Soon Bright Day. By Mary Baird Aitken. (Mac!ellan. 9s. 6d.) Amabel and Mary Verena. By Mrs. Hicks Beach. (Faber and Faber. 10s. 6d.)
Fire-Weed. 'By Naomi Royde Smith (Macmillan. 10s. 6d.) Soviet Short Stories, 1944. (Pilot Press. 5s.)
EDINBURGH, its social and political manners and customs during "the times that try men's souls," makes a lively and fascinating scene for Miss Mary Baird Aitken's novel Soon Bright Day. In the autumn of 1797 an evening party is given in the New Town ; among the guests are Mr. Cosmo Scott Elliot, an elderly failure, and Miss Nicholas Stuart, young, beautiful and gifted. These two meeting for the first time find they have much in common; both are unorthodox and unusual. They become dose friends, since the young lady cultivates her acquaintance with charm and diligence. A few years before, public dinners had been given in Edinburgh to celebrate the fall of the Bastille, but the period of transition was long, and soon reaction set in. During the Reign of Terror in France' Scotland endured a terror of her own under the hanging judge, the coarse vicious and bawdy Lord Braxfield, who presided over the great sedition trials with domineering ferocity. It is this unjust judge, a jackal of Mr. Secretary Dundas, who tries the hero of Miss Baird Aitken's novel. Summoned to Edinburgh through the malevolence of his landlord, the half-crazy simpleton Sir Alexander Semple, Walter Wilson determines to defend himself, though he has been offered the help of two clever young legal men. Miss Stuart and Mr. Scott Elliott visit him at the inn,-hoping they may make him change his mind. The young woman, throwing her- self heart and soul into a cause in which she believes, soon finds she has fallen in love with the unfortunate Wilson and he with her. The whole town is astir with gossip and intrigue about the accused man and his few friends, most of whom are forced into ignominious or dangerous positions. The result of the trial is a foregone con- clusion; the animosity of the prosecution is such that poor Miss Nicholas is forced to appear as a witness for the Crown. She faces the ordeal with skill and wit, though her efforts are vain against the rancour of Wilson's enemies. He is sentenced to transportation. Miss Baird Aitken is overfond of the very short paragraph, her tech- nique is at times rather cumbersome ; but her writing is vigorous and imaginative, her book vivid and unusual.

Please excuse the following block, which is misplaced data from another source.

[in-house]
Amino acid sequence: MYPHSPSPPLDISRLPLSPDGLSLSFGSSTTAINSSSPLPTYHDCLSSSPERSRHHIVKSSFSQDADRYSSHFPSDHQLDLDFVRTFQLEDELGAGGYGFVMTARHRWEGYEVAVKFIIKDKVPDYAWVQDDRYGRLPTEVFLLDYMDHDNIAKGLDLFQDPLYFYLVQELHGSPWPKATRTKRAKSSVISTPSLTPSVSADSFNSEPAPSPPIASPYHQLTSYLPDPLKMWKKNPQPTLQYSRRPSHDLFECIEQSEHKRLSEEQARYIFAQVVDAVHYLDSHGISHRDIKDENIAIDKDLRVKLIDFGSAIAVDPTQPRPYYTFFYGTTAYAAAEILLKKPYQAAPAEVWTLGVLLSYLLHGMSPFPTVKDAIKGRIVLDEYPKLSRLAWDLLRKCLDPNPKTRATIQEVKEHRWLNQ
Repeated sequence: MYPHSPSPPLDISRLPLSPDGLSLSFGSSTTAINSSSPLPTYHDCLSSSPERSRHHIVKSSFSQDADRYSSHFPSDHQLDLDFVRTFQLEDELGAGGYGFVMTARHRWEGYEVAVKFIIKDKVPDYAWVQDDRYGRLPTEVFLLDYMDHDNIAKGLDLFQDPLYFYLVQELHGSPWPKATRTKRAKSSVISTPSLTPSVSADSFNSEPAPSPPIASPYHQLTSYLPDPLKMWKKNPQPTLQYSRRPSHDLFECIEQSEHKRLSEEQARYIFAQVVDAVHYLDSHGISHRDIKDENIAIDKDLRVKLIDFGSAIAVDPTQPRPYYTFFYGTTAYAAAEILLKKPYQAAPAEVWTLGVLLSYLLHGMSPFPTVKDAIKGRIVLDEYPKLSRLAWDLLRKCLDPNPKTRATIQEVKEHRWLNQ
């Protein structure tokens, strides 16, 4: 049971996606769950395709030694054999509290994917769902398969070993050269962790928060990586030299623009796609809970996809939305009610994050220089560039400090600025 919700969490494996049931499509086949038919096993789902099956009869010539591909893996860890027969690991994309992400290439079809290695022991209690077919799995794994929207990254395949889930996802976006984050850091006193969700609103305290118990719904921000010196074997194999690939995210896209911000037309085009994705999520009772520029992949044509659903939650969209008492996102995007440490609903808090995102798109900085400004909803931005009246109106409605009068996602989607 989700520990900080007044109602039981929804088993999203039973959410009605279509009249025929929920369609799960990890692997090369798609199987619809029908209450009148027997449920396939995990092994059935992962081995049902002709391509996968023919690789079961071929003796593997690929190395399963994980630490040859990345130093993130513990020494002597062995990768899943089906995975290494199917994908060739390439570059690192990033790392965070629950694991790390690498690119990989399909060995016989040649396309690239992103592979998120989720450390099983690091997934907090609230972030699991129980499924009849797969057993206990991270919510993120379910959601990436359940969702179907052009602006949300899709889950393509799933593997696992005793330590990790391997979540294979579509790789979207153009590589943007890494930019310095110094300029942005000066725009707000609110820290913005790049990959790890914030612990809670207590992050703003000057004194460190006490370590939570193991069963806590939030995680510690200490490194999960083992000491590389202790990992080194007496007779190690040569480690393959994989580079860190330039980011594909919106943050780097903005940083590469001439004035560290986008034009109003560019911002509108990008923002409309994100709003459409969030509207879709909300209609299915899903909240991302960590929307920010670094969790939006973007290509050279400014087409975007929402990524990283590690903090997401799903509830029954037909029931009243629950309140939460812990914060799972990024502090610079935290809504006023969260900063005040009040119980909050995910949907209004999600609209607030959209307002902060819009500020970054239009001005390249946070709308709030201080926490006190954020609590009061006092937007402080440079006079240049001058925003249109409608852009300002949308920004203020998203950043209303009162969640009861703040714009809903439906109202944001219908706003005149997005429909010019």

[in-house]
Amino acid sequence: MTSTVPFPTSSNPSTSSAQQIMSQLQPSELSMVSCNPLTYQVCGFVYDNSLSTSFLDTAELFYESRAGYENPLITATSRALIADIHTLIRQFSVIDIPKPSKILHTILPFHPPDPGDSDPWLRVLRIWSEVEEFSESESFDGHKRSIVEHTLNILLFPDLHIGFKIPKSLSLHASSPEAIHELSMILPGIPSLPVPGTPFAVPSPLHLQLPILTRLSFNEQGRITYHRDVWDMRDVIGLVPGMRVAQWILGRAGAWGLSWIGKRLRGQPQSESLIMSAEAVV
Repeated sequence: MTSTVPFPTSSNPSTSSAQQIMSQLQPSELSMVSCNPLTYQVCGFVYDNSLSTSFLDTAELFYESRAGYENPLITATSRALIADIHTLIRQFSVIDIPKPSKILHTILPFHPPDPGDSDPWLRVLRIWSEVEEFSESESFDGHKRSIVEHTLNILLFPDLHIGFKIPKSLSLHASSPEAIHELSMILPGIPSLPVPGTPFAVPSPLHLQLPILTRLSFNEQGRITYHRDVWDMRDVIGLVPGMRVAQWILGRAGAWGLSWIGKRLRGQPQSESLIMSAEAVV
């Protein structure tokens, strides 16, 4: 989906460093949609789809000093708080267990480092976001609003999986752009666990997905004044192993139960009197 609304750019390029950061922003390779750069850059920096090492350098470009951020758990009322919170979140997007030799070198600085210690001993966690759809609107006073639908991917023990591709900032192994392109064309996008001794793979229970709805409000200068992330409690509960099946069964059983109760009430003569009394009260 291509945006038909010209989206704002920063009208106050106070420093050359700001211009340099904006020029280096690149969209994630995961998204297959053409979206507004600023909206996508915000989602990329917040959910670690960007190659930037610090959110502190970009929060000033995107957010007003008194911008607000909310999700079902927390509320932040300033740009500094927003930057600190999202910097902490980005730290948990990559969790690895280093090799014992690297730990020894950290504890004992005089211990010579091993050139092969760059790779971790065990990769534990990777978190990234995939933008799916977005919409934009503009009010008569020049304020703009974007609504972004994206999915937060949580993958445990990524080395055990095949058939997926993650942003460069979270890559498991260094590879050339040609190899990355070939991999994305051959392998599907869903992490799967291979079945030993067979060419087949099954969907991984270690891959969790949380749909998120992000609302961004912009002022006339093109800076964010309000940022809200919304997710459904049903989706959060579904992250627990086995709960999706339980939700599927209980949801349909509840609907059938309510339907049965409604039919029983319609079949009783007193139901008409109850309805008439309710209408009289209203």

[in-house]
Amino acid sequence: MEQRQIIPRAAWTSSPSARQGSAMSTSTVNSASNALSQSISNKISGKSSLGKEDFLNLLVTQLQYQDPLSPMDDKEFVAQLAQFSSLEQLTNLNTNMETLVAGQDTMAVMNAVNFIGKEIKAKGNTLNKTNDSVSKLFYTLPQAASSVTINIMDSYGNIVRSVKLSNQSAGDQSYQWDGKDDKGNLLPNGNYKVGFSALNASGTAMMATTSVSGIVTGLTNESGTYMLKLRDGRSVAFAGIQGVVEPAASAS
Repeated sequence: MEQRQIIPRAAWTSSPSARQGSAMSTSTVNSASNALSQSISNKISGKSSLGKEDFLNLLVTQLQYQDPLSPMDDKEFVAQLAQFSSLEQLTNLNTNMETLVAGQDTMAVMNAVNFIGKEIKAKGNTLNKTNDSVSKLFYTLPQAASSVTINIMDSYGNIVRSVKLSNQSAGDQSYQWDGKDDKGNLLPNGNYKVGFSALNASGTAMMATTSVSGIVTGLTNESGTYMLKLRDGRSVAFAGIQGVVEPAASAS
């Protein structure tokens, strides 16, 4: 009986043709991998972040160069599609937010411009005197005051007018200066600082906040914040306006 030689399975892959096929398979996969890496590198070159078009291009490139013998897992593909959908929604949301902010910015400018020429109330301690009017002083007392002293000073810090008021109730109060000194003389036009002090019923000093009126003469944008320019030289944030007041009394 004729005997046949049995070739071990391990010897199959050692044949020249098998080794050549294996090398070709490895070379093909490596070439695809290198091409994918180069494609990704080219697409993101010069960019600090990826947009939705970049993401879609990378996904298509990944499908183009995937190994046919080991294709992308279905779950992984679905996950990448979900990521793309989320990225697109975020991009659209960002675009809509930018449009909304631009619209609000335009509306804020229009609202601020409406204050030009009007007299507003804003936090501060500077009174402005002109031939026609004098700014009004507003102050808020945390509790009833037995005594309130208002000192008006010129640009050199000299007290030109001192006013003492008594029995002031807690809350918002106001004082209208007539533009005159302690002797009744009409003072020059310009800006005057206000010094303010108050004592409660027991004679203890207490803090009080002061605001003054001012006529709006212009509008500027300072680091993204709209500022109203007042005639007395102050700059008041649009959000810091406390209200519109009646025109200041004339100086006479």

Charlotte Mary Yonge, that idol of the Victorians, has been dead forty-four years, but her celebrated novel, The Heir of Redclyffe, so much admired by William Morris and Edward Burne-Jones, will have its hundredth birthday in 1953. And now Mrs. Hicks Beach, in a labour of love, but without being a too slavish imitator of the prolific Victorian, tells what happened to Amy, the tascinating heroine, so early widowed, and her infant daughter. Miss Yonge's novels are still read, and when I tried to obtain her most famous novel from the library in order to refurbish memories of a child- hood idol, I was informed that the book was "out." So I brought away one of the final novels in the hope of discovering why the popularity of this once so esteemed writer has declined (for Mrs. Hicks Beach in Amabel and Mary Verena fails to give me the clue). The popularity point was quickly apparent: here is the right touch of worldliness, reverence for tradition, birth, breeding, position, rank and wealth ; for while standards of living have greatly changed, material values are still highly admired, as the_ success of Mrs. Miniver and Mrs. Thirkell prove. Plodding patiently, at last I came to the conclusion that the sanctimonious tone with which Miss Yonge's style is imbued must account for her decline into the un- fashionable—the limbo which awaits the bulk of the best-sellers. Mrs. Hicks Beach opens her sequel with the arrival of Lord Edward More as Dean of Tarchester in i868; she gives the requisite touches of esteem for Ritualism, but her tone throughout is bright, brisk and business like. Here are 'all the sudden calamities, the births, marriages and deaths. Amabel goes up in the world ; her daughter, less charming in every sense of the word, marries. The book closes in 1877 with the menace of a brave new century clouding a break- fast table.
Miss Naomi Royde Smith in Fire-Weed chronicles the fame And fortune of a well-born artist, a genius, from i885 to 1943. His family and connexions, many and various, come in for a fa r share of the painter's progress. As always, Miss Royde Smith writes with grace and charm, but somehow her gifted hero never quite comes alive. His struggles and triumphs are too easy • they fail, since more than careful documentation is needed for the reader to be convinced. And the love of his life, who might have worked the necessary miracle, is never anything but an arty romantic poppet.
Soviet Short Stories is the third _volume in a series edited by Ivor Montagu and Herbert Marshall. After their brief foreword comes a long essay, The Soviet Writer, by Nikolai Tikhonov, which contains, a great deal of lively information about contemporarv writings and the aims of Russian authors: "The writer is a great influence in our country. His voice accompanies men in batte and spurs them on the field and at the bench. In order that a writer may make wide use of literary forms he must have a high level of culture and a developed class consciousness ; he must be untiringly devoted to the great ideals of our times. As he works with the inspiration of today, the writer of the present gains new insight into our country's past." The most interesting of the thirteen stories completing the volume is In the Dark, by Fedor Knorre, which flowers with its poetic tender passages, amid themes of horror, cruelty, hatred and bravery.